I spent a little time this afternoon reading about Firefox 3 for Developers so I could kind of get an idea of what lies ahead in the next browser release. I found out some pretty interesting features that will be available for end users, see the list below. If you are a developer, check out this link for more information that is of interest to developers.
- Easier password management. An information bar at the top of the browser window now appears to allow you to save passwords after a successful login.
- Simplified add-on installation. You can now install extensions from third-party download sites in fewer clicks, thanks to the removal of the add-on download site whitelist.
- New Download Manager. The download manager makes it easier to locate your downloaded files.
- Resumable downloads. You can now resume downloads after restarting the browser or resetting your network connection.
- Full page zoom. From the View menu and using keyboard shortcuts, you can now zoom in and out on the content of entire pages — this scales not just the text but the layout and images as well.
- Tab scrolling and quickmenu. Tabs are easier to locate with the new tab scrolling and tab quickmenu features.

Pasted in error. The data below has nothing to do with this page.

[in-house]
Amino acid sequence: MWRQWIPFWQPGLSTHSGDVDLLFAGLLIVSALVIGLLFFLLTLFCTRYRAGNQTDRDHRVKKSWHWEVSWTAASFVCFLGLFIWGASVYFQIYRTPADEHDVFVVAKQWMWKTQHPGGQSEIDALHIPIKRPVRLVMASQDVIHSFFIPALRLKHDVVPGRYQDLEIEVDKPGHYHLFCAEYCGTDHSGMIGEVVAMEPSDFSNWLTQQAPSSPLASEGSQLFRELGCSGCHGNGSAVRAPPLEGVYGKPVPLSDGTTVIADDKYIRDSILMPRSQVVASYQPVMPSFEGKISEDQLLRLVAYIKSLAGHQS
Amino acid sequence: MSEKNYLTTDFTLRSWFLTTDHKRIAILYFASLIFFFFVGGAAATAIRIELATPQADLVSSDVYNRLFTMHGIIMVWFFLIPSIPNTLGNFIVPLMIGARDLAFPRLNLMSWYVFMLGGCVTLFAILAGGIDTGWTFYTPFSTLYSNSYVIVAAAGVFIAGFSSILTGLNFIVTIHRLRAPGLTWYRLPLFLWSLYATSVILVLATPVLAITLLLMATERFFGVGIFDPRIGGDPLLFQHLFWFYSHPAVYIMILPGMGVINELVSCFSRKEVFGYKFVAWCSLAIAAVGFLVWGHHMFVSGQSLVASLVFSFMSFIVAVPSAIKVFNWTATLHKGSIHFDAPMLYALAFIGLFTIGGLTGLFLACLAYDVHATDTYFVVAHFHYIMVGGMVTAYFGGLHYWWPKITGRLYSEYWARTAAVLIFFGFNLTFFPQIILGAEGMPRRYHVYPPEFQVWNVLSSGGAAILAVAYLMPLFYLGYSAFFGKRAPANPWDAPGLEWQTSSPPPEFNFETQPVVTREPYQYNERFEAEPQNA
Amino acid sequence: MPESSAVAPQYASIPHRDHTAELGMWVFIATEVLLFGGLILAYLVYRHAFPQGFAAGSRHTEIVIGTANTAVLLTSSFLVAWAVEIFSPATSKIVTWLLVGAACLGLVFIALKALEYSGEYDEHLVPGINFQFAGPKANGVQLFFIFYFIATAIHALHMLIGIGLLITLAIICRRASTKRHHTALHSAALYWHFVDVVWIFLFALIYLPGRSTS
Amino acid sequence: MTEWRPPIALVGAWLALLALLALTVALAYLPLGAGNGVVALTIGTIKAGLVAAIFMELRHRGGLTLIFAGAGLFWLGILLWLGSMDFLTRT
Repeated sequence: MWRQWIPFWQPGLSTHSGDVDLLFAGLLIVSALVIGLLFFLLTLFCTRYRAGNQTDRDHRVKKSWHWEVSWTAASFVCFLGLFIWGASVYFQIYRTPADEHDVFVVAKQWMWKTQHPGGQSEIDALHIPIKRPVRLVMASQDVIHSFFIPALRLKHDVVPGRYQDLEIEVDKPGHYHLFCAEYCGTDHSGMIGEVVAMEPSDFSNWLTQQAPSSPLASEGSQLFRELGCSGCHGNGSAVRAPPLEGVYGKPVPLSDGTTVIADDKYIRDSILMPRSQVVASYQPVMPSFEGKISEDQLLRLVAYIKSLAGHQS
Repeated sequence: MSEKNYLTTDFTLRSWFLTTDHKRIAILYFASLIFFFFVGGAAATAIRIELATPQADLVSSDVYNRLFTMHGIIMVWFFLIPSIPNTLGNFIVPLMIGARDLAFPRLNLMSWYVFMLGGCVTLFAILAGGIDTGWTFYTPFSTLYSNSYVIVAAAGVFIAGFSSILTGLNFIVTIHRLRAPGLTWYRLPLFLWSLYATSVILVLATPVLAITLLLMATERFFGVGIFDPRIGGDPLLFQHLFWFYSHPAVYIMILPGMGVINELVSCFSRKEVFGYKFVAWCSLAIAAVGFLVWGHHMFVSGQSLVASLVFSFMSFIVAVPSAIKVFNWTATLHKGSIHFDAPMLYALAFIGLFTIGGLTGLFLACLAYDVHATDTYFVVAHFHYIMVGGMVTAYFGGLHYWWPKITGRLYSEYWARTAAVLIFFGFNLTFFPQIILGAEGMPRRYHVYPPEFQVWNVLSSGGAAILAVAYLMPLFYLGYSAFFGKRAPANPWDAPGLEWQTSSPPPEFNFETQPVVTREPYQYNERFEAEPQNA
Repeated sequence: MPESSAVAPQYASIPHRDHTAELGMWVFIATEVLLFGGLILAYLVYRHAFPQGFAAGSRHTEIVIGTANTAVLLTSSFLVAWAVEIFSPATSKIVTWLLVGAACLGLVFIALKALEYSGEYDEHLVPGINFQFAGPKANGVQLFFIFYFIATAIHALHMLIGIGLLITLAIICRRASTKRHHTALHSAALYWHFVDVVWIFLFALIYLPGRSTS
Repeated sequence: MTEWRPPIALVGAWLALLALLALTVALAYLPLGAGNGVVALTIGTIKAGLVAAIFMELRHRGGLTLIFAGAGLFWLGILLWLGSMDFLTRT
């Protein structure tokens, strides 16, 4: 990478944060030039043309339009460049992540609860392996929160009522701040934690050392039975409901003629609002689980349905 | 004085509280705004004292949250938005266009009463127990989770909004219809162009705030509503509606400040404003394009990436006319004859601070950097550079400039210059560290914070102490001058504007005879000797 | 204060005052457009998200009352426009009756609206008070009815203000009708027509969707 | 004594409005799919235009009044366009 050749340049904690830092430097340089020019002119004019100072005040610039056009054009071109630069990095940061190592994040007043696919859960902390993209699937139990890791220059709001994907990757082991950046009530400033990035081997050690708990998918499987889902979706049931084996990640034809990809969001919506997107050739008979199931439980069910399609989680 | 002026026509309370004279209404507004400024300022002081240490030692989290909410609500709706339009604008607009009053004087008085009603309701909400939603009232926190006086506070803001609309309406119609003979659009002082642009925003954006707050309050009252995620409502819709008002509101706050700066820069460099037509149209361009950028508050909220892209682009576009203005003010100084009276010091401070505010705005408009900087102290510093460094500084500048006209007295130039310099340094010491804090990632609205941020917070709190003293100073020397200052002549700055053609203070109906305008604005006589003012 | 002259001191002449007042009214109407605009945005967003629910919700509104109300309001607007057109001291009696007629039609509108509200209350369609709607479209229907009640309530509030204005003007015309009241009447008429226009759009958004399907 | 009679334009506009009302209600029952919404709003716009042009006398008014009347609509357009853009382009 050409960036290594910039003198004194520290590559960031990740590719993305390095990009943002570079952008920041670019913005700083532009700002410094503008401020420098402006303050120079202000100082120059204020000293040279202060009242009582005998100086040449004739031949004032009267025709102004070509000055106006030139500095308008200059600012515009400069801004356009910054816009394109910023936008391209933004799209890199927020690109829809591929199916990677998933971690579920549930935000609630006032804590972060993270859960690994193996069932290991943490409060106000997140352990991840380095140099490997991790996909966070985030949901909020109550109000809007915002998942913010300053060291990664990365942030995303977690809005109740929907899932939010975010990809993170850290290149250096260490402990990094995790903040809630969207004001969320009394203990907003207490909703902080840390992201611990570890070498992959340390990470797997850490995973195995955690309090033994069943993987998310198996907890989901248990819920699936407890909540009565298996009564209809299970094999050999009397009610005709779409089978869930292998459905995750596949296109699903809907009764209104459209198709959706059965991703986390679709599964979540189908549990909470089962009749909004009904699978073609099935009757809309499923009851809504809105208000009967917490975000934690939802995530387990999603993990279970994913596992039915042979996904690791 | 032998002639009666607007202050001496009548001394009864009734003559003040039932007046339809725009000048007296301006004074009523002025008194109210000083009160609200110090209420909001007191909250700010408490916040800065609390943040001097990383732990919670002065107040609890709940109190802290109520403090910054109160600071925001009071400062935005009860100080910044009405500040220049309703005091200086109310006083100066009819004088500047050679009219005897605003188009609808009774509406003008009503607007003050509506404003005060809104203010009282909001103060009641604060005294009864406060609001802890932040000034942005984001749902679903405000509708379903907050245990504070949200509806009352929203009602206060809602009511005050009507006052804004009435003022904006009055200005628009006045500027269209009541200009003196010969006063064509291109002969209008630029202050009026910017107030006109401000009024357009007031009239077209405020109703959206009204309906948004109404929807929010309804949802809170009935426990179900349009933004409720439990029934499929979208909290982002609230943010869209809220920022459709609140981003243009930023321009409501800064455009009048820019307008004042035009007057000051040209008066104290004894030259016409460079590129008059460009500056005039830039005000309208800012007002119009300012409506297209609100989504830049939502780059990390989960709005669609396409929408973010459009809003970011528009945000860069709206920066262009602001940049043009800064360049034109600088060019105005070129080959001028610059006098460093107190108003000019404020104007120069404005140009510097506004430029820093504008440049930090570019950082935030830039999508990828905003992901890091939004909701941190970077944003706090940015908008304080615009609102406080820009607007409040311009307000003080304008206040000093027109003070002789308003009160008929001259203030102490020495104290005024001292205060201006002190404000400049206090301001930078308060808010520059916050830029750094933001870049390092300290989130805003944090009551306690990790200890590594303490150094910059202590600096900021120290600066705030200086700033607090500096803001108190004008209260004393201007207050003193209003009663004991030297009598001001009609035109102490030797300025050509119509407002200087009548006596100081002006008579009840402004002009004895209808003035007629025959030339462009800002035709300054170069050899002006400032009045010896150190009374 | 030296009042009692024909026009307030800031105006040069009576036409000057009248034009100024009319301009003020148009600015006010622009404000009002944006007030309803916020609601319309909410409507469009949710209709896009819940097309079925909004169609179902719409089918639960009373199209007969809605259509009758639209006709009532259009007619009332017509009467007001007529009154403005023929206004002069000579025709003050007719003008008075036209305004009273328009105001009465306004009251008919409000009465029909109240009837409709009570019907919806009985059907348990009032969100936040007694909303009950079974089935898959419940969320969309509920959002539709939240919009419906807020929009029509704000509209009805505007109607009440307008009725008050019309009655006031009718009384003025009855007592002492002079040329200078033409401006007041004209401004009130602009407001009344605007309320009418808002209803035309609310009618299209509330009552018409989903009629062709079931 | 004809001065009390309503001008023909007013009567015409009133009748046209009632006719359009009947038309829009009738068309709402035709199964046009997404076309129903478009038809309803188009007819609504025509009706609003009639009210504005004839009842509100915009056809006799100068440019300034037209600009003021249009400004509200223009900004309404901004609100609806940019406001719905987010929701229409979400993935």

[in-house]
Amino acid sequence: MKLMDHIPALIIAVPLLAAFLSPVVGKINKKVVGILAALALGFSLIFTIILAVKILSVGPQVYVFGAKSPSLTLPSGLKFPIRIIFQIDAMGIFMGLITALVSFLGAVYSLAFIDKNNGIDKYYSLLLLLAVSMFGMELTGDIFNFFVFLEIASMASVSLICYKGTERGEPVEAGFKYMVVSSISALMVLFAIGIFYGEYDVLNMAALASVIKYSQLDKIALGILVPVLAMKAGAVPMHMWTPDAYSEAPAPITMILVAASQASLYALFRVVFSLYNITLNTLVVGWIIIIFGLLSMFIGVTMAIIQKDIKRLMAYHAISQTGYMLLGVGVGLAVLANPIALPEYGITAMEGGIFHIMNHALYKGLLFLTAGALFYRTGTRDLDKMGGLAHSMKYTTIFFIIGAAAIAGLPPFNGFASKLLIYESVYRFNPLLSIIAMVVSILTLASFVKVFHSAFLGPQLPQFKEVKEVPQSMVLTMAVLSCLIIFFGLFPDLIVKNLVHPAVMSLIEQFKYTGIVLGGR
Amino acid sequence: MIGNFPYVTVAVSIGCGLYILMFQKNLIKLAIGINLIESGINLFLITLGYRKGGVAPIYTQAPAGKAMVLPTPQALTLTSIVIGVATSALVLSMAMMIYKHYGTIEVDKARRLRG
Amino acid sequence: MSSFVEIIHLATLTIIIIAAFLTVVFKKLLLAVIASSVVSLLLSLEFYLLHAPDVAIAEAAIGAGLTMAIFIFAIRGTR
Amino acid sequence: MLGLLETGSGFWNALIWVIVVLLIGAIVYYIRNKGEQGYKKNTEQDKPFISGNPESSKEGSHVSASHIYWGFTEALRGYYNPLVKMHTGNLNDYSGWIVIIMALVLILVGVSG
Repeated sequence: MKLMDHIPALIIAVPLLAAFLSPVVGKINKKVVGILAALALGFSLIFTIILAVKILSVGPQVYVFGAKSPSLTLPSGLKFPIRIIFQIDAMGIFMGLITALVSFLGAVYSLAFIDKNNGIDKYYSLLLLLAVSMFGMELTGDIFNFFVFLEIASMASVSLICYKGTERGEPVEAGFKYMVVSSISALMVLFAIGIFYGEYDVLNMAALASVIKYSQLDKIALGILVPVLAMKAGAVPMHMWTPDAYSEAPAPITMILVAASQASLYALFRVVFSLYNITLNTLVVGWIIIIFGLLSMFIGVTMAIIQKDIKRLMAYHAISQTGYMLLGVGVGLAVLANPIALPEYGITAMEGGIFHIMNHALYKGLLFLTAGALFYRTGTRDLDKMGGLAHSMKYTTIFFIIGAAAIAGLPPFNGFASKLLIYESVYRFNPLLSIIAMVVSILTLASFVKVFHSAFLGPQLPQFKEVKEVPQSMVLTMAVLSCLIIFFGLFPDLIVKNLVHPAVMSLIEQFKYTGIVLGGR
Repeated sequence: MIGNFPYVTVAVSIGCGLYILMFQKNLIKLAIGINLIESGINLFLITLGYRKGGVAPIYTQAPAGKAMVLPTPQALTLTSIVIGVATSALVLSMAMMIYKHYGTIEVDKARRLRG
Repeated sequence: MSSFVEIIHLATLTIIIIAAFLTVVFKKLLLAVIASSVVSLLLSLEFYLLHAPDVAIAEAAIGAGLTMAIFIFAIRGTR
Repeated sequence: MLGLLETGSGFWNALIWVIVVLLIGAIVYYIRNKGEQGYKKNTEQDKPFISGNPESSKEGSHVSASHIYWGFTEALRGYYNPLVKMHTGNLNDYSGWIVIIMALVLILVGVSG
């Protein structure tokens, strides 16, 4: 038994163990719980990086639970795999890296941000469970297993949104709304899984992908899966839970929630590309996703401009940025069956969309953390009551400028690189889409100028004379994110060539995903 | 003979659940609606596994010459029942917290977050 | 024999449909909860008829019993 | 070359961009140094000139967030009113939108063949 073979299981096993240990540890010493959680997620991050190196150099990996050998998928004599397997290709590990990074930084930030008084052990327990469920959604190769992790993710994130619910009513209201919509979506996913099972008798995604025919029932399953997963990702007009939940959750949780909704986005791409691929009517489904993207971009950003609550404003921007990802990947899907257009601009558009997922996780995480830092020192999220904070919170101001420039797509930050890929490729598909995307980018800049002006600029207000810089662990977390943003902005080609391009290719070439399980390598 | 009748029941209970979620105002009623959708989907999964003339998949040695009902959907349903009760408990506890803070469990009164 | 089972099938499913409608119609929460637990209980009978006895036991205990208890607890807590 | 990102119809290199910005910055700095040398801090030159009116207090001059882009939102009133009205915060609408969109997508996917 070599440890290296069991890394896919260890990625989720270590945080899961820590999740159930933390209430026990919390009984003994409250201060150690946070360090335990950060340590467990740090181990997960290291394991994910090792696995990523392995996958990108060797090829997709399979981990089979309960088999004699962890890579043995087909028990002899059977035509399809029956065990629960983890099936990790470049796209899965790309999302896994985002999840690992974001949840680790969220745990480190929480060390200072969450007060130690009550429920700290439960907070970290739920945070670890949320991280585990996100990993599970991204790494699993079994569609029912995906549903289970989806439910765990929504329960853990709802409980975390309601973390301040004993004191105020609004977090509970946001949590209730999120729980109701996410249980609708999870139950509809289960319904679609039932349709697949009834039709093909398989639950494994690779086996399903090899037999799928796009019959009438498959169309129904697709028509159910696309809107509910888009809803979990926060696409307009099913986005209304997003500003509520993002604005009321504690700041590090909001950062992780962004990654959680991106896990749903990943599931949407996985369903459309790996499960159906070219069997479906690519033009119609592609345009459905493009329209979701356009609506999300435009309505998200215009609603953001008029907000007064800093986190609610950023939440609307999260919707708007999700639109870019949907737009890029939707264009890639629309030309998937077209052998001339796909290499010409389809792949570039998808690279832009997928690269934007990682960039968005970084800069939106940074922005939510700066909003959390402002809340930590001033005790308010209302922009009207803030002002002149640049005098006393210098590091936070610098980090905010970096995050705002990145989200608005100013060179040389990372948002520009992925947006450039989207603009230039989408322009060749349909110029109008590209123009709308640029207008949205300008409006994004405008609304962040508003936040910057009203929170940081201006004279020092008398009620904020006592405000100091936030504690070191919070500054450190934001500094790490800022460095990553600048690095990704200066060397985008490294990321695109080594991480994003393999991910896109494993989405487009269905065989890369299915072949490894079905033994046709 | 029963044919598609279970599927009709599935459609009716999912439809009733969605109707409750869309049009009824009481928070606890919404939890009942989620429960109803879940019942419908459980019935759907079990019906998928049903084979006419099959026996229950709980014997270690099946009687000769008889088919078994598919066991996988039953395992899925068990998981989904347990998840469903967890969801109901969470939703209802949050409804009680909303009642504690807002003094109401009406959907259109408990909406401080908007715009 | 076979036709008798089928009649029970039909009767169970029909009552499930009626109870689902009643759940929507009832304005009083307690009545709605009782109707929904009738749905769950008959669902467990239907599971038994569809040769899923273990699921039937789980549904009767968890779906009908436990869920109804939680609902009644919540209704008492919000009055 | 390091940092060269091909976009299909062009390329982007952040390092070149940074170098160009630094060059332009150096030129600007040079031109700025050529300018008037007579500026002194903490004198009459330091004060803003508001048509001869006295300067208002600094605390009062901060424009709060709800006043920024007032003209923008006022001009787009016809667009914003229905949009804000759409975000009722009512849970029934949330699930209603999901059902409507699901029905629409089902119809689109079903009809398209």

- Save what you were doing. Firefox 3 prompts you to see if you’d like to save your current tabs when you exit Firefox.
- Optimized Open in Tabs behavior. Opening a folder of bookmarks in tabs now appends the new tabs instead of replacing the existing ones.
- Easier to resize location and search bars. You can now easily resize the location and search bars using a simple resize handle between them.
- Text selection improvements. You can now select multiple ranges of text using the Control (Command on Macintosh) key. Double-clicking and dragging now selects in “word-by-word” mode. Triple-clicking selects an entire paragraph.
- Find toolbar. The Find toolbar now opens with the current selection.
- Plugin management. Users can now disable individual plugins in the Add-on Manager.
- Integration with Windows Vista. Firefox’s menus now display using Vista’s native theme.